Value creation chain titanium dioxide: Ceresana analyzes the global market

06-Mar-2013 - Germany

In this new study, the market research institute and consulting company Ceresana completely analyzes the global market for titanium dioxide (TiO2) along the entire value creation chain: starting with the raw materials ilmenite, leucoxene and rutile to processed products such as titanium slag and synthetic rutile as well as individual application areas that use TiO2. Market analysts expect the global titanium dioxide market to experience dynamic growth and to reach a volume of about 7.5 million tonnes.

Large regional differences

Supply of these raw materials is dominated by, for example, Australia, Canada and South Africa. Major consumers are the producers of pigments located in Asia-Pacific, North America and Western Europe. There are also differences in which application areas use which base products. Asia-Pacific mainly processes ilmenite, whereas North America and Western Europe utilize titanium slag that is of a higher quality and more expensive than ilmenite. "Major sales market for titanium dioxide in the forms of ilmenite, rutile and titanium slag is Asia-Pacific that accounts for approx. 40% of total global demand", explains Oliver Kutsch, CEO of Ceresana. North America ranks second, followed by Western Europe. In the past, developing countries in Asia-Pacific have already been able to profit from the dynamic development of important sales markets.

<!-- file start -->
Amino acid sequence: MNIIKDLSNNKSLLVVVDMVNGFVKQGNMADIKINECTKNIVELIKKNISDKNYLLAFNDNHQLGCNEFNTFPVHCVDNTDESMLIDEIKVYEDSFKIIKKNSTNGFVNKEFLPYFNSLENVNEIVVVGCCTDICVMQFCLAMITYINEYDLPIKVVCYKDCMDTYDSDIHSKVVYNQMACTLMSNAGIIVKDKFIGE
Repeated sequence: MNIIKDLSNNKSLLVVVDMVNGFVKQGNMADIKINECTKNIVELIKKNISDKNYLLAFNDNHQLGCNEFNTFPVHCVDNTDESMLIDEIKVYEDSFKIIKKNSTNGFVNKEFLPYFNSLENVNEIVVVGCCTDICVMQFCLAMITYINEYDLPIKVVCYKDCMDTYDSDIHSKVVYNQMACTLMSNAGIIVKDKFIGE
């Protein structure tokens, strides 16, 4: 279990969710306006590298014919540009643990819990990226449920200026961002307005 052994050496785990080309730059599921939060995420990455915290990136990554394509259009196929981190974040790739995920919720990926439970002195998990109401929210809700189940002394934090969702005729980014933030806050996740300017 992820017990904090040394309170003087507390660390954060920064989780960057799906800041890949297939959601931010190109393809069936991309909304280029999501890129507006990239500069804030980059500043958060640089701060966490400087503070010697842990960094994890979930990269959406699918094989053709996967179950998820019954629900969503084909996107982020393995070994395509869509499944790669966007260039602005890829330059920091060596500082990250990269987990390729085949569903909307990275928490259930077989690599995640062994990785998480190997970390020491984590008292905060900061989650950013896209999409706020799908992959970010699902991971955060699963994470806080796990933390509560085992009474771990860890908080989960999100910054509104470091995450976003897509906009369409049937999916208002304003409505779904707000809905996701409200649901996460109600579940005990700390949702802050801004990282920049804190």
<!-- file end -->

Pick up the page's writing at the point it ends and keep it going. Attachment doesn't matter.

Numerous applications possible

Given the importance the sale of pigments has for total TiO2 sales volume, the major application areas are paints and varnishes as well as paper and plastics. About 80% of the world's TiO2 consumption is processed in these application areas. Other pigment applications like printing inks, fibers, rubber, cosmetic products and foodstuffs account for another 8% of total market shares. Almost 12% of global TiO2 supply is used in other applications, such as the production of technical pure titanium, glass and glass ceramics, electrical ceramics, catalysts, electric conductors and chemical intermediates.

Discrepancy between supply and demand

Revenues generated with TiO2 feedstock increase more rapidly than demand volume. Between 2010 and 2012, average price for raw materials rose by almost 250%. After moderate increases of prices until the end of 2013, we forecast prices to fall in the following years. Major factor will be the rising supply of raw materials for titanium dioxide. As new capacities of ilmenite, rutile and titanium slag are likely to be created in the upcoming years, the tense demand-supply situation will relax.



Other news from the department business & finance

Most read news

More news from our other portals

Is artificial intelligence revolutionising chemistry?